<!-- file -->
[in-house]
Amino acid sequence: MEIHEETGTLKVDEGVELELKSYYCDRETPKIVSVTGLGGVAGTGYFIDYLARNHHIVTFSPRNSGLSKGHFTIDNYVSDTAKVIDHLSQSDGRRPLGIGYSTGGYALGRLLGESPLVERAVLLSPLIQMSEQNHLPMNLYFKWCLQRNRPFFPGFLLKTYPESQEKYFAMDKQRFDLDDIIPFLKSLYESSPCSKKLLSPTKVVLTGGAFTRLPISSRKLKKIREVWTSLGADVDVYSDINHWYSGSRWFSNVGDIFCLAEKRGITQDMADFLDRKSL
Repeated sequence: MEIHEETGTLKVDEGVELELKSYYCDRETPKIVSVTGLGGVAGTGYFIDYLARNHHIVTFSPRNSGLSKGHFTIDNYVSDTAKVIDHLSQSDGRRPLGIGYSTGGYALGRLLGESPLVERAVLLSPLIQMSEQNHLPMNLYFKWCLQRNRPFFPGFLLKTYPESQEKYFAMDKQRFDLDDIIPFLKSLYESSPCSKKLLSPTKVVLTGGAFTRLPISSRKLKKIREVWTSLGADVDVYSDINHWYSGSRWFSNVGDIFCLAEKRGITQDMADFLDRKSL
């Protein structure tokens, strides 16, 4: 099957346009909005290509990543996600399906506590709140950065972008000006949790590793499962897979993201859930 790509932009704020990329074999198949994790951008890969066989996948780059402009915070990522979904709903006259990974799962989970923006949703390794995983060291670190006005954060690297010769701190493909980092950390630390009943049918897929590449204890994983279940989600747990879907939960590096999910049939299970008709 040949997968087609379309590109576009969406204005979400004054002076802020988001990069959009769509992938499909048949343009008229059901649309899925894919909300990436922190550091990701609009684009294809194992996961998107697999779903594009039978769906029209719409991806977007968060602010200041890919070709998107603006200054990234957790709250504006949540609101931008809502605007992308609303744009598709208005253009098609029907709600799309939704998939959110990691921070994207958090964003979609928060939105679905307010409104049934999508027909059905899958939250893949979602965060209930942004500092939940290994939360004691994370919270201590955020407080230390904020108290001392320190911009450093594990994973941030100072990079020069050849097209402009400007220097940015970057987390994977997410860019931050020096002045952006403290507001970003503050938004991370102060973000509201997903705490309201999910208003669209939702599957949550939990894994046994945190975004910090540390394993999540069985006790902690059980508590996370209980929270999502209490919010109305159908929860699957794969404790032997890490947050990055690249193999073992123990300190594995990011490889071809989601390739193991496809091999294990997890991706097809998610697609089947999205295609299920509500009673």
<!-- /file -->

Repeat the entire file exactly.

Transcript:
[in-house]
Amino acid sequence: MEIHEETGTLKVDEGVELELKSYYCDRETPKIVSVTGLGGVAGTGYFIDYLARNHHIVTFSPRNSGLSKGHFTIDNYVSDTAKVIDHLSQSDGRRPLGIGYSTGGYALGRLLGESPLVERAVLLSPLIQMSEQNHLPMNLYFKWCLQRNRPFFPGFLLKTYPESQEKYFAMDKQRFDLDDIIPFLKSLYESSPCSKKLLSPTKVVLTGGAFTRLPISSRKLKKIREVWTSLGADVDVYSDINHWYSGSRWFSNVGDIFCLAEKRGITQDMADFLDRKSL
Repeated sequence: MEIHEETGTLKVDEGVELELKSYYCDRETPKIVSVTGLGGVAGTGYFIDYLARNHHIVTFSPRNSGLSKGHFTIDNYVSDTAKVIDHLSQSDGRRPLGIGYSTGGYALGRLLGESPLVERAVLLSPLIQMSEQNHLPMNLYFKWCLQRNRPFFPGFLLKTYPESQEKYFAMDKQRFDLDDIIPFLKSLYESSPCSKKLLSPTKVVLTGGAFTRLPISSRKLKKIREVWTSLGADVDVYSDINHWYSGSRWFSNVGDIFCLAEKRGITQDMADFLDRKSL
């Protein structure tokens, strides 16, 4: 099957346009909005290509990543996600399906506590709140950065972008000006949790590793499962897979993201859930 790509932009704020990329074999198949994790951008890969066989996948780059402009915070990522979904709903006259990974799962989970923006949703390794995983060291670190006005954060690297010769701190493909980092950390630390009943049918897929590449204890994983279940989600747990879907939960590096999910049939299970008709 040949997968087609379309590109576009969406204005979400004054002076802020988001990069959009769509992938499909048949343009008229059901649309899925894919909300990436922190550091990701609009684009294809194992996961998107697999779903594009039978769906029209719409991806977007968060602010200041890919070709998107603006200054990234957790709250504006949540609101931008809502605007992308609303744009598709208005253009098609029907709600799309939704998939959110990691921070994207958090964003979609928060939105679905307010409104049934999508027909059905899958939250893949979602965060209930942004500092939940290994939360004691994370919270201590955020407080230390904020108290001392320190911009450093594990994973941030100072990079020069050849097209402009400007220097940015970057987390994977997410860019931050020096002045952006403290507001970003503050938004991370102060973000509201997903705490309201999910208003669209939702599957949550939990894994046994945190975004910090540390394993999540069985006790902690059980508590996370209980929270999502209490919010109305159908929860699957794969404790032997890490947050990055690249193999073992123990300190594995990011490889071809989601390739193991496809091999294990997890991706097809998610697609089947999205295609299920509500009673």